health care agent is an important decision that will
help ensure that your wishes for medical care will be respected if you are not
able to speak for yourself. The following steps will help you choose and then
prepare your agent for speaking on your behalf.
Choose someone you trust to be your agent.
Think about who in your life knows you well and who could intelligently apply
this knowledge in different circumstances. Also, consider whether the person
could handle the stress and emotional turmoil that can go along with these
important decisions. Be sure he or she could handle this responsibility. It may
help to review some basic
considerations for choosing a health care agent.
things to include in your advance directive, and take
time to carefully consider medical issues and the types of care available in
different situations. Talk to your agent about your values and preferences for
Make sure your health care agent knows what
you consider to be an acceptable quality of life and how high the likelihood of
a full or acceptable recovery should be before you would accept treatment. You
do not want to limit your agent's ability to make decisions, but he or she
should know what is important to you.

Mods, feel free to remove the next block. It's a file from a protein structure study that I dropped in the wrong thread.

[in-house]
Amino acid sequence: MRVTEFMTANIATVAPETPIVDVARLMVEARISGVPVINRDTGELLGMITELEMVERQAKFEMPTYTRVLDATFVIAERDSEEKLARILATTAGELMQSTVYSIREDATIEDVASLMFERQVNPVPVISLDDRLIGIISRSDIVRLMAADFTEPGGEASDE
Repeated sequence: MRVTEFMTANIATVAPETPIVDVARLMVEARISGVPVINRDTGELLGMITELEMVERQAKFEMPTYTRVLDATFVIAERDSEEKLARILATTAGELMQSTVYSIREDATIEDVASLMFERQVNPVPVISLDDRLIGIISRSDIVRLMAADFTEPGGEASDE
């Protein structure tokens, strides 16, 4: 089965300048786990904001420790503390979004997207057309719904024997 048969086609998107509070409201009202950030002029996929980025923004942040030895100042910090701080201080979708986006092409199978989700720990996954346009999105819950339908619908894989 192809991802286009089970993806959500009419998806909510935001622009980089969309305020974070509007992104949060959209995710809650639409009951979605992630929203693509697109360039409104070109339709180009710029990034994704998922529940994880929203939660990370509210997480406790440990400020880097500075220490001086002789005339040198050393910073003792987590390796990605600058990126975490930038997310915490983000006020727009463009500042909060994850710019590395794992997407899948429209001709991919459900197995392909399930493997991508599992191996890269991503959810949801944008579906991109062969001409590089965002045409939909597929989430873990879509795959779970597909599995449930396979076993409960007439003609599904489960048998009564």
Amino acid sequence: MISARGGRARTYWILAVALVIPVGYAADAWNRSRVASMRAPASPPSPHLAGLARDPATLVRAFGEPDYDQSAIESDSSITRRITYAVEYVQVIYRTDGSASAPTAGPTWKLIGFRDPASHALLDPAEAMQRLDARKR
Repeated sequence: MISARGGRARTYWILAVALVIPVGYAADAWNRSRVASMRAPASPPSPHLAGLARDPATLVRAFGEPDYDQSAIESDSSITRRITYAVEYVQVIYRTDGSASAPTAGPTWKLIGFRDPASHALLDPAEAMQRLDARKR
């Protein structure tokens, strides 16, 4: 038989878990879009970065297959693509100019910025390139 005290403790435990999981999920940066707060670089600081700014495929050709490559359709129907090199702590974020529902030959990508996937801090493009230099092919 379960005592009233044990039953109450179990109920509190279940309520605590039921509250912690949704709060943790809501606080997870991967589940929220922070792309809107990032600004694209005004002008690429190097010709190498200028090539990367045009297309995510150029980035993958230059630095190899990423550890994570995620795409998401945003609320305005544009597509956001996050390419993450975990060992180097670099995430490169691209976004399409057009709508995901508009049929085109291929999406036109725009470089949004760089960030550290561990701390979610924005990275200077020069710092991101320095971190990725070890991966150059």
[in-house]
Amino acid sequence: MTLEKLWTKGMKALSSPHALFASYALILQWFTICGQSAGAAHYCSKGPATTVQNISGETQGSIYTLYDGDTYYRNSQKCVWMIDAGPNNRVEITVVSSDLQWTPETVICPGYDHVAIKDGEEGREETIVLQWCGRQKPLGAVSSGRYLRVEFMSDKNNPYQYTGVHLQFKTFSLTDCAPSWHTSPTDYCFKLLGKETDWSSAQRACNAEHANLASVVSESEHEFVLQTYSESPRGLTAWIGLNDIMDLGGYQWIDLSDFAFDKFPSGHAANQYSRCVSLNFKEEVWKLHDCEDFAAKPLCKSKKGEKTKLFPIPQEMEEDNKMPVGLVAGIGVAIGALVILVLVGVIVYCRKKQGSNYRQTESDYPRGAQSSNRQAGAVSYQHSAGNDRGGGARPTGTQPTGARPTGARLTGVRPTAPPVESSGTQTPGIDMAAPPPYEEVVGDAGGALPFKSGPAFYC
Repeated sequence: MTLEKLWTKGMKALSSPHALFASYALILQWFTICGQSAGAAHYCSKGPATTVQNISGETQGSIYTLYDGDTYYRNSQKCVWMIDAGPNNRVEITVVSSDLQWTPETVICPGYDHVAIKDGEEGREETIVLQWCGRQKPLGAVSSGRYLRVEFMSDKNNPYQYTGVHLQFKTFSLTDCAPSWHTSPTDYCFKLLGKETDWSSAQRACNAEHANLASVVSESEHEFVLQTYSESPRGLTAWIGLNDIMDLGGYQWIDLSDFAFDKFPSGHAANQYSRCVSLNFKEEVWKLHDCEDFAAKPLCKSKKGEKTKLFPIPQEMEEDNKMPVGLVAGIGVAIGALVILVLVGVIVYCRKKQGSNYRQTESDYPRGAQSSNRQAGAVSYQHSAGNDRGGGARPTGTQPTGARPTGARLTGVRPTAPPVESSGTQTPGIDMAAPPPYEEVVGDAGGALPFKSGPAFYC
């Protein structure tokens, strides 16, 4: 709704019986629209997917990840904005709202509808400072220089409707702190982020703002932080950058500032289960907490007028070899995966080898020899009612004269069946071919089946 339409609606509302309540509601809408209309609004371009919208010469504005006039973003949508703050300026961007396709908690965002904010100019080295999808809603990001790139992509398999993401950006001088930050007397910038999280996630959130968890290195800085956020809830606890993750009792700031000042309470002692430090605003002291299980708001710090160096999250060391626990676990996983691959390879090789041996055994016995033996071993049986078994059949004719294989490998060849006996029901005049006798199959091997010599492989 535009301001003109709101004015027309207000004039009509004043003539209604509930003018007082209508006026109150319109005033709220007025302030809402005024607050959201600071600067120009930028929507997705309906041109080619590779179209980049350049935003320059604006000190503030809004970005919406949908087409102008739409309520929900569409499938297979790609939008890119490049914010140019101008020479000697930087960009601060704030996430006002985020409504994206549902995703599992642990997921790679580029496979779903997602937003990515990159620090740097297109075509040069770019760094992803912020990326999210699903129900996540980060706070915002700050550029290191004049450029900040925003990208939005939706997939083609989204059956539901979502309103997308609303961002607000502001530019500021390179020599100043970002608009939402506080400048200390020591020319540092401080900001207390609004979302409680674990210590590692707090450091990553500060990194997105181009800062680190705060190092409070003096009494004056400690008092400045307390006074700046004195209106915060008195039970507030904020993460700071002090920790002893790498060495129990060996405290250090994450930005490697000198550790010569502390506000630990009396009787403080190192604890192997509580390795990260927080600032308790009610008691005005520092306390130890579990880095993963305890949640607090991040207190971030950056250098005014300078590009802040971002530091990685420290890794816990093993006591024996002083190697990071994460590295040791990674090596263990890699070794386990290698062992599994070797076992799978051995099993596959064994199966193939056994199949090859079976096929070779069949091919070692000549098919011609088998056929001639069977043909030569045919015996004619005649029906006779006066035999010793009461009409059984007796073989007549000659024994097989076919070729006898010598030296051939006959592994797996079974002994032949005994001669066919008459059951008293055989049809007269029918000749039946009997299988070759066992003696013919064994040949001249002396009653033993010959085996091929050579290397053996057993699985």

Do not assume that someone
close to you, such as a child or spouse, knows what you would want. Your agent
may not know about or share your preferences, so it is very important that you
talk openly about your wishes.
It is not possible to discuss every
possible situation that might arise in which your agent may need to make a
decision for you. But if you talk with your health care agent about what
is important to you, your agent will be better able to make the kinds of
decisions that you would make if you were able.
Complete the necessary forms to appoint your
All states have a document you can use to
appoint a health care agent. This form is usually called a medical power of
attorney or durable power of attorney for health care. You do not need a lawyer
or attorney to complete this form, but it must be witnessed by someone other
than you and your agent. Witnessing requirements vary by state. This form is
available through your state's bar association or office for the aging. Law
offices and hospitals also have these forms or can direct you to
where to find them. You can also get copies of the forms for your state and
instructions for completing the forms by contacting Caring Connections
Your state may offer an online registry. This is a place you can store your advance directive online so authorized healthcare providers can find it right away.
Read the forms carefully. Some
states may restrict the types of decisions that a health care agent can make or
may limit the health care agent's authority to only those decisions written in
your living will.
Depending on the laws in your state, you may wish
to involve your health care agent as you write your
living will so that your agent fully understands your
Tell your family, your doctors, and anyone else
who might be involved in your medical care who your agent is and how to contact
Keep copies of your living will and health
care agent documents in a safe but easy-to-access place where others can find
Give copies of these documents to your doctor, your agent,
your family members, and anyone else who may need them.